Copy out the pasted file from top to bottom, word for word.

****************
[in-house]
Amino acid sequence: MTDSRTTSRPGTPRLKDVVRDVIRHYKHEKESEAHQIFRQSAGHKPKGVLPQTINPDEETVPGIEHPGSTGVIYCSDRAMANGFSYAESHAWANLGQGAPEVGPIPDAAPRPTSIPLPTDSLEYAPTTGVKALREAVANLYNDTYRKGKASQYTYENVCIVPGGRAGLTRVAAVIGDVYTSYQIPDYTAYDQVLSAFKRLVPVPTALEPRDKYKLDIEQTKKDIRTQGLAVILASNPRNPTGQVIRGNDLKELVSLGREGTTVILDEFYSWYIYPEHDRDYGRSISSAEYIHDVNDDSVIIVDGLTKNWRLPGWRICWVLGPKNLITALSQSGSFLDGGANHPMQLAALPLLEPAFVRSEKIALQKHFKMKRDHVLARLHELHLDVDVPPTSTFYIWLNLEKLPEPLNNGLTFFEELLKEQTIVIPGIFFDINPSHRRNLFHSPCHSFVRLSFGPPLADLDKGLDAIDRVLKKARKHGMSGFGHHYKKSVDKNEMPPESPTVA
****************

[in-house]
Amino acid sequence: MTDSRTTSRPGTPRLKDVVRDVIRHYKHEKESEAHQIFRQSAGHKPKGVLPQTINPDEETVPGIEHPGSTGVIYCSDRAMANGFSYAESHAWANLGQGAPEVGPIPDAAPRPTSIPLPTDSLEYAPTTGVKALREAVANLYNDTYRKGKASQYTYENVCIVPGGRAGLTRVAAVIGDVYTSYQIPDYTAYDQVLSAFKRLVPVPTALEPRDKYKLDIEQTKKDIRTQGLAVILASNPRNPTGQVIRGNDLKELVSLGREGTTVILDEFYSWYIYPEHDRDYGRSISSAEYIHDVNDDSVIIVDGLTKNWRLPGWRICWVLGPKNLITALSQSGSFLDGGANHPMQLAALPLLEPAFVRSEKIALQKHFKMKRDHVLARLHELHLDVDVPPTSTFYIWLNLEKLPEPLNNGLTFFEELLKEQTIVIPGIFFDINPSHRRNLFHSPCHSFVRLSFGPPLADLDKGLDAIDRVLKKARKHGMSGFGHHYKKSVDKNEMPPESPTVA